Over the last two months, I’ve been engaged in quite a busy online debate with a Christian friend of mine regarding the general merits of the Christian and atheist worldviews. To conclude the debate, we each agreed to post a 500 word summary of our arguments. I thought the length made it perfect for a blog post, so here is the summary I used:
There are two ways we can choose a worldview. We can choose one that makes us comfortable, or one that conforms to reality, even if it makes us uncomfortable. I believe the latter approach is superior: those who disagree should consider this précis a failure.
To pursue truth, we must put personal preferences aside, and subject each worldview to the most stringent tests available to modern science. If a worldview cannot stand up to such tests, it is not worth maintaining, no matter how old or popular it is.
Christianity, which I consider representative of religious worldviews, has two central claims: there exists a supernatural entity who has ultimate control over the universe, and this entity had a human son who, three days after his death, was bodily resurrected.
The most common evidence cited for these claims is second-hand reportage in the Bible. However, the only rigorous way to verify a bodily resurrection is with modern medical equipment, and the resurrection is reported to have occurred at a time when our medical knowledge was extremely limited, and superstition widespread. This immediately rules it out as a likely event. The lack of independent (non-Biblical) historical evidence confirms this view.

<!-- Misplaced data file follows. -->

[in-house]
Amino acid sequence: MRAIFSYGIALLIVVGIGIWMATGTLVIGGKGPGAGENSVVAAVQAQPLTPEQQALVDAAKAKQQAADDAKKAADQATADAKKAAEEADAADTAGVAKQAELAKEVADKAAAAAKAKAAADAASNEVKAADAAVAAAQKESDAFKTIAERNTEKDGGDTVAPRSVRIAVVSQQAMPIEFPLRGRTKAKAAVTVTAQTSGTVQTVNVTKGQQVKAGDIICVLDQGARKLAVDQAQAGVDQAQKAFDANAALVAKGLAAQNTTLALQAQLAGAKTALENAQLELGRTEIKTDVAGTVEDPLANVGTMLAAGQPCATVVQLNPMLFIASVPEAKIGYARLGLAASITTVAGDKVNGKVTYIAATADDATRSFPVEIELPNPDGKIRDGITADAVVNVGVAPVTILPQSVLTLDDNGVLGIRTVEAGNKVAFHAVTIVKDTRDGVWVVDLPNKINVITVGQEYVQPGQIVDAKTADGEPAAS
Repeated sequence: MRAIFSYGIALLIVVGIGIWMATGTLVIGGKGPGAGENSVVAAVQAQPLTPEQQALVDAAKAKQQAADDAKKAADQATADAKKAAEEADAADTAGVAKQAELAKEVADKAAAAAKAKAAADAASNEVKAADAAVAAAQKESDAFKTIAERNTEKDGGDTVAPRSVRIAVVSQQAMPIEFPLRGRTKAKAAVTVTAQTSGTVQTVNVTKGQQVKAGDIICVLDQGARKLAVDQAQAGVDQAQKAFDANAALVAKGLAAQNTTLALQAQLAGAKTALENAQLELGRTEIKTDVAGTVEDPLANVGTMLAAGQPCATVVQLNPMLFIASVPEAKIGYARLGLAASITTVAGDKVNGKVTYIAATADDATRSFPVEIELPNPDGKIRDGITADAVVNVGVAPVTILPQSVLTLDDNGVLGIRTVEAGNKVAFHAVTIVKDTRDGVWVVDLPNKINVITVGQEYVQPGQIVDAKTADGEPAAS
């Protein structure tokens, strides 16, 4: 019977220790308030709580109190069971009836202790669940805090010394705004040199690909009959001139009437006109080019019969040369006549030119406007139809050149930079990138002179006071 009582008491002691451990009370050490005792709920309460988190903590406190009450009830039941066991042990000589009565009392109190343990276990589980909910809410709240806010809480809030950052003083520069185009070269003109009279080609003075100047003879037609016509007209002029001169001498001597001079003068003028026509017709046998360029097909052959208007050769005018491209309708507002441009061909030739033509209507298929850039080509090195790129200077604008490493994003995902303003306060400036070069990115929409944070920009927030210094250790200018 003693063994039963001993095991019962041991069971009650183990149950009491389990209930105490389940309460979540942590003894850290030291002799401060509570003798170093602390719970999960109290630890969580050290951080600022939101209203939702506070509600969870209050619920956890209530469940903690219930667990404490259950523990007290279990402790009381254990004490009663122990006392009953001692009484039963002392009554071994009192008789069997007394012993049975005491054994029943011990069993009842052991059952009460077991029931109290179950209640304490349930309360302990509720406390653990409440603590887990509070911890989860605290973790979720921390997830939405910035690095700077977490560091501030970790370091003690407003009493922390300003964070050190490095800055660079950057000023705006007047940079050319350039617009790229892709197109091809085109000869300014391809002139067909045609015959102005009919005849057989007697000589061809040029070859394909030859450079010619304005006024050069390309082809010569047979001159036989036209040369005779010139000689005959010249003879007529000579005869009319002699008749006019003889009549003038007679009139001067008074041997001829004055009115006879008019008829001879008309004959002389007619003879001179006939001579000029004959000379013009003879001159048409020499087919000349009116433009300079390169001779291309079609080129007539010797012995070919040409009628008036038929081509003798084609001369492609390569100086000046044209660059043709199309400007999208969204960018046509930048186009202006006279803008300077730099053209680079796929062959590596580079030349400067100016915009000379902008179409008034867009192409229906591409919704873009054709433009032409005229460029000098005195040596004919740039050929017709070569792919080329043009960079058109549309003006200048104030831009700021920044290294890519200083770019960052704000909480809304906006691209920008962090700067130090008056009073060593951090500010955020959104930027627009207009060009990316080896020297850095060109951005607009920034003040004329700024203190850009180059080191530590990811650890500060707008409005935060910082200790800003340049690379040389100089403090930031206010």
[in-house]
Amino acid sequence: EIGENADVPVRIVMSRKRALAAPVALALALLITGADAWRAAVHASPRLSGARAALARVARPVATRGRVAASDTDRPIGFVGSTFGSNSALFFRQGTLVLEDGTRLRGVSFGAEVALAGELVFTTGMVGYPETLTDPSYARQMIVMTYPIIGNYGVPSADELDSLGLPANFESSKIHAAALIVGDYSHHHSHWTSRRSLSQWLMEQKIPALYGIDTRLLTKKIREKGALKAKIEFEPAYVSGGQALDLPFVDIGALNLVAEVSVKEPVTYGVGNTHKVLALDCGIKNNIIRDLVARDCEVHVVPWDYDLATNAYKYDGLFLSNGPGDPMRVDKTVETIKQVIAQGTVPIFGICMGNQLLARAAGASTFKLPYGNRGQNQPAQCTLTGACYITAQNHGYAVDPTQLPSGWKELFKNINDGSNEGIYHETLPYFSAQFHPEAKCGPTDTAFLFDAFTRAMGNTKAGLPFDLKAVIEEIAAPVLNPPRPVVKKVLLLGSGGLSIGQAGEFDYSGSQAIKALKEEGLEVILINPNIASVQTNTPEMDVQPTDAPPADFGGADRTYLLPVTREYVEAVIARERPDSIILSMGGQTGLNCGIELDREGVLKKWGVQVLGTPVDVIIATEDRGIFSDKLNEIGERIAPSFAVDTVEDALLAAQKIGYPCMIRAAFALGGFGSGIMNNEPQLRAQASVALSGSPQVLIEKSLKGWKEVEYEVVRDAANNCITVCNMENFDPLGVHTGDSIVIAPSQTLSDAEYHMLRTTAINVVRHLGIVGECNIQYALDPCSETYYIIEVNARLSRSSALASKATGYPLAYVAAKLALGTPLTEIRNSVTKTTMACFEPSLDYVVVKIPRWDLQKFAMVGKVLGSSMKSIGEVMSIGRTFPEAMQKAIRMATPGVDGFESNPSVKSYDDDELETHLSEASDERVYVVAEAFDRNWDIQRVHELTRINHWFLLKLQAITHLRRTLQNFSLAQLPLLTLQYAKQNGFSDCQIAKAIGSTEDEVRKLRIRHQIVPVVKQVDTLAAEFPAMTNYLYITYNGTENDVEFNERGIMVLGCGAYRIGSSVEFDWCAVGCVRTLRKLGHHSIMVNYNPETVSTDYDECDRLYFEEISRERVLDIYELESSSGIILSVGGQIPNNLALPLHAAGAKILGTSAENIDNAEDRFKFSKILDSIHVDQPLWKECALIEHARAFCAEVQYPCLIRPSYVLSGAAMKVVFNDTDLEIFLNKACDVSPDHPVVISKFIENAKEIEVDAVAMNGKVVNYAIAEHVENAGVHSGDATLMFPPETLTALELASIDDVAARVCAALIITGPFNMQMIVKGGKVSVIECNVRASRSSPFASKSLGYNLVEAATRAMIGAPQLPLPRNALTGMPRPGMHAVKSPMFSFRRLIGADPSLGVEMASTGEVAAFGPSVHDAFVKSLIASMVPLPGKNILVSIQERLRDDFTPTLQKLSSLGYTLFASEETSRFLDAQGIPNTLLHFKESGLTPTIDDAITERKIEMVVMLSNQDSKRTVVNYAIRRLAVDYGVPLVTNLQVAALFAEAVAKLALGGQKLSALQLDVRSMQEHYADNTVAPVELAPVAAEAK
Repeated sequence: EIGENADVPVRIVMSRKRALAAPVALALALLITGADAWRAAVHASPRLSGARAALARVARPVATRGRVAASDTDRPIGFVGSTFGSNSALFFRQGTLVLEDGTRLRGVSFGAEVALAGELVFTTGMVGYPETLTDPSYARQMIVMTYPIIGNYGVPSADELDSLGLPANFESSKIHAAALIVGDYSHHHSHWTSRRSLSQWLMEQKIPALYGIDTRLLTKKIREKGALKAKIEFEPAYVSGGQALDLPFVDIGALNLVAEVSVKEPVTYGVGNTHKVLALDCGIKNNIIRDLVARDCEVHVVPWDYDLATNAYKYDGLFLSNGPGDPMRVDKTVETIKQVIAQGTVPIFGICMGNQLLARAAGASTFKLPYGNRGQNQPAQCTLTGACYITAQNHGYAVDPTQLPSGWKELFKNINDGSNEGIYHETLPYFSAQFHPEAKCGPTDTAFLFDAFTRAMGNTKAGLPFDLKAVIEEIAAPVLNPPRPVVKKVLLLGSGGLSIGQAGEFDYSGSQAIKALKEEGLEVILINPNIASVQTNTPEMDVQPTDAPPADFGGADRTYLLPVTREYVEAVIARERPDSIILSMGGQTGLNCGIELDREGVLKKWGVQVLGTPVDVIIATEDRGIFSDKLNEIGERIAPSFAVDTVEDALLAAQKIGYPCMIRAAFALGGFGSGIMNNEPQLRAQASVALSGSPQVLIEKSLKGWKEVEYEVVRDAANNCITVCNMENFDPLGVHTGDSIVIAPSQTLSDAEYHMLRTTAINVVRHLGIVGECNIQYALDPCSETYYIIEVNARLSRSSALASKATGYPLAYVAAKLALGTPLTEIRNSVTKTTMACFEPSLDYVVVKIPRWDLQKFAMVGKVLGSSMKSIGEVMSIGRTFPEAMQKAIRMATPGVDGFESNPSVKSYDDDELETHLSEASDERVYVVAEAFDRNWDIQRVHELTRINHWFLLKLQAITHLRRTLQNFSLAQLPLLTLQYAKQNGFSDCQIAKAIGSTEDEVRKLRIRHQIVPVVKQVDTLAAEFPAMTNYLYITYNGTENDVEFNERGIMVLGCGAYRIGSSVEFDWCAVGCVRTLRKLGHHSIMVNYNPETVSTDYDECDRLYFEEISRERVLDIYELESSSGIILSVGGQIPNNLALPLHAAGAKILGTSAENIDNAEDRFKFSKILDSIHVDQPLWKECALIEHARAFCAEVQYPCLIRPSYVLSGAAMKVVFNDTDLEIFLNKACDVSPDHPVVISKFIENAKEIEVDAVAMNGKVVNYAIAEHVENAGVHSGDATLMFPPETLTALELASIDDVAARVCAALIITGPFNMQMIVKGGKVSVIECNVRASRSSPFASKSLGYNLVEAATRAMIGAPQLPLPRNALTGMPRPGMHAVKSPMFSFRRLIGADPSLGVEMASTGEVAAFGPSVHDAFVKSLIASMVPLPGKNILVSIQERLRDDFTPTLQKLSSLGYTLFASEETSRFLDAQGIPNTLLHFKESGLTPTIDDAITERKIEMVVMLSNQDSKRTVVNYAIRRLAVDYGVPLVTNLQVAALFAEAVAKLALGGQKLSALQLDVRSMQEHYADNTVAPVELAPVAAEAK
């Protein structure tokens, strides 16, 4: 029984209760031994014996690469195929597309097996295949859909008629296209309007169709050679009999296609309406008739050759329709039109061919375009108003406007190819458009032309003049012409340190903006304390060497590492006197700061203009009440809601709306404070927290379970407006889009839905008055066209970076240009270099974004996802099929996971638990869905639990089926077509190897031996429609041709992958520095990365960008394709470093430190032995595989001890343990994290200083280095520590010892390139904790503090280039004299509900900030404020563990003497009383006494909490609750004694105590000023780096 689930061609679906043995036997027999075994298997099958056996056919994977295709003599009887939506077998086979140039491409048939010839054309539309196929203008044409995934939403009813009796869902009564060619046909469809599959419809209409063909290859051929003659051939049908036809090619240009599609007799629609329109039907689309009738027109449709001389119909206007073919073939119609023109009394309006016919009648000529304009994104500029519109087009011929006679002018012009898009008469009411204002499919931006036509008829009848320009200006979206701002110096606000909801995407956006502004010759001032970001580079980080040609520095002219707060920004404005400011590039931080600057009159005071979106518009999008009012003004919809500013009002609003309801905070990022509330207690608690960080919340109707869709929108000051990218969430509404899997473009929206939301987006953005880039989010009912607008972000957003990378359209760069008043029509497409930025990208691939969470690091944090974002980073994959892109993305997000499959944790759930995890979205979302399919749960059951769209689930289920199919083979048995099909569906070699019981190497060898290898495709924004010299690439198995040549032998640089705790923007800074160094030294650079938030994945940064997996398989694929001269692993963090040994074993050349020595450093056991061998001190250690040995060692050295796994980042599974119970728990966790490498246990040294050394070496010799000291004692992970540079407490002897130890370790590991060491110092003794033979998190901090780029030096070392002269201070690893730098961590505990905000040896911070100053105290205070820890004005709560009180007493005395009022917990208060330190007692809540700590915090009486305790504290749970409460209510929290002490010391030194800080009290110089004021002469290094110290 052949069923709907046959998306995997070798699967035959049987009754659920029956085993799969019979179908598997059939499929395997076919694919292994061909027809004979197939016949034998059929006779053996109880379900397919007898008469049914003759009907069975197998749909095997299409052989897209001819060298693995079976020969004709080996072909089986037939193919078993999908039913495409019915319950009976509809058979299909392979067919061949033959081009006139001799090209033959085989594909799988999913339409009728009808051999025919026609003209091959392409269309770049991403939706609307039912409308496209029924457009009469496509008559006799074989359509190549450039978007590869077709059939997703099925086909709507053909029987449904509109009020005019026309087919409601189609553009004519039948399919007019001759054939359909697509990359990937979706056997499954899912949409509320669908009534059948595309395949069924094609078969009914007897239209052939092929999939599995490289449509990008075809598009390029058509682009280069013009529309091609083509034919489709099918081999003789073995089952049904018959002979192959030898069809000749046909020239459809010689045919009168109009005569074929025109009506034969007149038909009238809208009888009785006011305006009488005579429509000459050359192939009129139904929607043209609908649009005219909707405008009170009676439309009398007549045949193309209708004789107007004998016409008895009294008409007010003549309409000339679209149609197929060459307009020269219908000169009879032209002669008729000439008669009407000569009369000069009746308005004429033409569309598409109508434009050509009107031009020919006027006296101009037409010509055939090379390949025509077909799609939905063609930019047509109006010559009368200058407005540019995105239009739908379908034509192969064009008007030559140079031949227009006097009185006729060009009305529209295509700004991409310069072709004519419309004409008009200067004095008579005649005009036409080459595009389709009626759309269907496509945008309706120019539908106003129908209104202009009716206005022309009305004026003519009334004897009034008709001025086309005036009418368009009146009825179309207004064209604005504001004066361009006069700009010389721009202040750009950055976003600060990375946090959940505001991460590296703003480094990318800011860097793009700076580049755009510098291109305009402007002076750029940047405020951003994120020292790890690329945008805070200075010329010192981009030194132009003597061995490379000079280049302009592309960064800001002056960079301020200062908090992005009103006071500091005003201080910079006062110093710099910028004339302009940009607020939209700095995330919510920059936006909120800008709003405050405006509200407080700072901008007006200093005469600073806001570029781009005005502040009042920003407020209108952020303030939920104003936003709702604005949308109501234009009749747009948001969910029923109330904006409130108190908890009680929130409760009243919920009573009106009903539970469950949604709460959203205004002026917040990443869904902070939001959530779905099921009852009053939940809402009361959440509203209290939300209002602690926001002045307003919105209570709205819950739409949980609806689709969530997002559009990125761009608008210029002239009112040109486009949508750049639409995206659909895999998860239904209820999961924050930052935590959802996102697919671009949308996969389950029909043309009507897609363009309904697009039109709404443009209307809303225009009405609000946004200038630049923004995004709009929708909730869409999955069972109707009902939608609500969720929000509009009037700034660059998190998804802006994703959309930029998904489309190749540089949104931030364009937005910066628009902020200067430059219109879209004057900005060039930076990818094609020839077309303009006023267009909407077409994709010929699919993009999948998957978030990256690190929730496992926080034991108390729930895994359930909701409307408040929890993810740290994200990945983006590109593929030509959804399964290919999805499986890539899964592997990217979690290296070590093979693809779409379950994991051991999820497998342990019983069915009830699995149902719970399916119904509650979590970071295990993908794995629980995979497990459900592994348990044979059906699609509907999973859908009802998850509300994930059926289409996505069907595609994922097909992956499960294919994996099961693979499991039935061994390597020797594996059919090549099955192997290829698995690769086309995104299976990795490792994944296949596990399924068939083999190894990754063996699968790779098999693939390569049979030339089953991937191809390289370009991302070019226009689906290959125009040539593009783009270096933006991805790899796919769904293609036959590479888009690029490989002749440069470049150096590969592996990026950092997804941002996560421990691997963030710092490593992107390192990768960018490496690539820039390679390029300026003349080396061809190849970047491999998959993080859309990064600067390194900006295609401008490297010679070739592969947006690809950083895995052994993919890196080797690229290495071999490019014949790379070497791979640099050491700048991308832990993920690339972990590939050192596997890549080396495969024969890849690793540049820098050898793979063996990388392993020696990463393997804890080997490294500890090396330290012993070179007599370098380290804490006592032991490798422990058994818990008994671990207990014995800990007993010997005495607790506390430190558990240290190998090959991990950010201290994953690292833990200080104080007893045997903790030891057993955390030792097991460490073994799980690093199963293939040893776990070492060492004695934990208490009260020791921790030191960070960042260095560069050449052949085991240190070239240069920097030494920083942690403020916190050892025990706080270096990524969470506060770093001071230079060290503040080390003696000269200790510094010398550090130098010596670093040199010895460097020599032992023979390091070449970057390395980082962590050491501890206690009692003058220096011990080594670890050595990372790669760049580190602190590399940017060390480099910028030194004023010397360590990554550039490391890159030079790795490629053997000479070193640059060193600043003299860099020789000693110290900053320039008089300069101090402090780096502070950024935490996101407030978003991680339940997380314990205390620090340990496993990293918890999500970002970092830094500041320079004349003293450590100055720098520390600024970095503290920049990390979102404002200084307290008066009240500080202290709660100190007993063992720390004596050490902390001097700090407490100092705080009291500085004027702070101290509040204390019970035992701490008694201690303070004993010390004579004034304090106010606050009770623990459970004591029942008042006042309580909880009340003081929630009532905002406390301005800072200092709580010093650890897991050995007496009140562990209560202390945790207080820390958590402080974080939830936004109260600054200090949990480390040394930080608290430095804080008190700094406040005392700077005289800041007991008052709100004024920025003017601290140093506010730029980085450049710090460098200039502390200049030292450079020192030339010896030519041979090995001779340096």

The existence of God also relies on the Bible as its main support. Once again, the age of the Bible, and the superstitious nature of the culture that produced it, leave its claims in doubt. Furthermore, no one today has seen God, can agree what God wants us to do, or can tell for sure what God himself does, if anything. Personal revelation, another source of evidence claimed by believers, is unreliable because it is subjective and produces contradictory results across religious traditions.
A worldview claim that does pass rigorous testing is evolution, which explains the emergence of homo sapiens, and the instincts that cause us to behave the way we do. It is supported by mountains of evidence accumulated over 150 years, and is now the basis of all biological science.
Finally, there is no evidence of an absolute, divinely inspired morality. Morality is simply a set of behaviors people decide to reward or punish in order to further their goals. And evolution, by definition, has given us the innate desire to live in relative peace and prosperity. To reward or punish a particular behavior in order to further this desire, is a decision made by trial and error: it is based on evidence, and therefore passes the requirements for an accurate worldview.
The rejection of religious myth does not imply the embrace of immorality, it simply means the elimination of a comforting, but otherwise unnecessary delusion. Our desire for moral behavior – which is born of evolution, formalized by rational thought, and realized through empiricism – has no need of God.
By embracing the evidence of our natural existence, we see ourselves as we really are. By discarding the comforting stories of old, we finally come of age. These are the first crucial steps toward greater compassion, peace, and responsibility.